Saturday, January 28, 2017

What is Geolibertarianism? (Abbreviated)

What is Geolibertarianism?

Written on January 25th, 2017

      The Libertarian Party needs a tax policy.

      Given that Gary Johnson failed to convince certain media figures that the FairTax is the best tax plan out there, and failed to convince the American people to vote for him, it's time for the L.P. to think about its tax policy, and the principles behind it.
     Don't get me wrong; there's nothing wrong with the FairTax, Johnson simply wasn't given enough opportunities to defend it. The FairTax – which would aim to replace personal income taxes – is a proposed 23% sales tax on all goods sold nationally, in order to fund the federal government. On first inspection, the plan appears to achieve every goal of good libertarian tax philosophy.

      Despite the concerns of CNN's Chris Cuomo that the FairTax is regressive - and the concerns of John Oliver that the plan is just another social welfare program – Johnson continued defending the FairTax.
      He argued that it was revenue-neutral. He also argued that the FairTax is not regressive; because it would compensate people – in advance, to the tune of several thousand dollars annually – for those national sales taxes which they would pay on ordinary consumer goods and services. This payout – which John Oliver described as just another social welfare program – is called the FairTax “prebate”.
      The FairTax succeeds at putting into practice most of the goals of libertarian principles on taxes. And what are those principles, exactly? We want to simplify the tax code, for a start. We want make tax burdens more equal by flattening tax rates, and run government services on fee-for-service models. But we also don't want to burden low-income people who have difficulty affording taxes, because we recognize that more government involvement has made their lives more difficult in that respect.
      Lastly, we want a tax code that doesn't inhibit productive behavior. We share the concerns of former Reagan economic adviser Art Laffer, whose “Laffer curve” explained the mathematical ramifications of the observation that taxes often have the effect of punishing or deterring the behaviors which they tax. If we agree that taxes do punish, then they should punish intentionally.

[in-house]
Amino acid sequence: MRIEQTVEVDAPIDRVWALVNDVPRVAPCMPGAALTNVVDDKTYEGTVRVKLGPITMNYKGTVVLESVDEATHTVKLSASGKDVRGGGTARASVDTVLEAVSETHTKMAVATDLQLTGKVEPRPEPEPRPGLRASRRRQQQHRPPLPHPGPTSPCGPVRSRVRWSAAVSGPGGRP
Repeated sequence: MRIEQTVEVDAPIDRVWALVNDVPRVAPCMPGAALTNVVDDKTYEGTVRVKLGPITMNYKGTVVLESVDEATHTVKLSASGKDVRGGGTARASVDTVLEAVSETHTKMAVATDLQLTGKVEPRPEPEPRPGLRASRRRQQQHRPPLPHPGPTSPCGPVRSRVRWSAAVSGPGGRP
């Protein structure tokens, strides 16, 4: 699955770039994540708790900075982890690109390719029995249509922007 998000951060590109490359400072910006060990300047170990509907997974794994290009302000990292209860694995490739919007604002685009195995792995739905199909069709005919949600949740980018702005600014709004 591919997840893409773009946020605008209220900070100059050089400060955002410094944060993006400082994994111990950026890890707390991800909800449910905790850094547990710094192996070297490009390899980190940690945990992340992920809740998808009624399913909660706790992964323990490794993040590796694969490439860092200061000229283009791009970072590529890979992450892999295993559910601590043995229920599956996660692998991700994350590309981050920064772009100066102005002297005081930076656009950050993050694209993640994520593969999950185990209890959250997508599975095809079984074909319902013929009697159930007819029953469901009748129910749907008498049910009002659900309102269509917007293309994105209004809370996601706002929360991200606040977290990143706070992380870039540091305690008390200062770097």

More to the point; what the FairTax lacks is an idea of how to fully apply the idea that all taxes just might punish and deter the behaviors they tax. That's where the Single Tax comes in.

      Now commonly known as Land Value Taxation, the Single Tax is the philosophy of 19th-century American economist Henry George. Students of George's philosophy – called Georgists, or geoists – have adopted slogans such as “tax land, not man”, and “tax bads, not goods”.
      This means that Georgists want government to be funded entirely through the collection of rents on the non-improvement of landed property. In a Georgist system, local governments would levy fees against wasteful “uses” of landed property, while “community land trusts” would be charged with preserving and allocating land.
      I know what you're thinking, and you're right; your property taxes are high enough already. But under Georgism, you would incur no tax liabilities from making productive use of your land (as long as you don't render the land unusable). You would be free to make sustainable improvements that increase your property value, without paying increased property taxes.

      Despite the “Single Tax” label, there are numerous types of activities which would be taxed in a Georgist system. These include but are not limited to: hoarding, abuse, misuse, disuse, blight, pollution, and unsustainable development of land; as well as the extraction of natural resources without compensating the community.
      The Georgist system would levy taxes with the intent of deterring and punishing the undesirable behavior (the “bad”); while avoiding taxing man's productive economic behaviors; like engaging in labor, and buying and selling “goods”.
      The advantage that Georgism has over the FairTax is that Georgism taxes waste, while the FairTax taxes consumption. This is problematic because consumption is not always wasteful. Conspicious consumption (that is, excessive consumption), on the other hand, resembles waste. But to tax only the waste of land, while refraining from taxing purchases, could help avoid the risk that the FairTax could deter the purchase of ordinary goods.
      Truth be told, as long as prices and the value of the dollar were to remain stable, the FairTax's prebate would probably remove that disincentive to make purchases. But nonetheless, the Georgist plan to tax waste, in all its forms, achieves the goals of libertarian tax philosophy even more thoroughly than the FairTax does.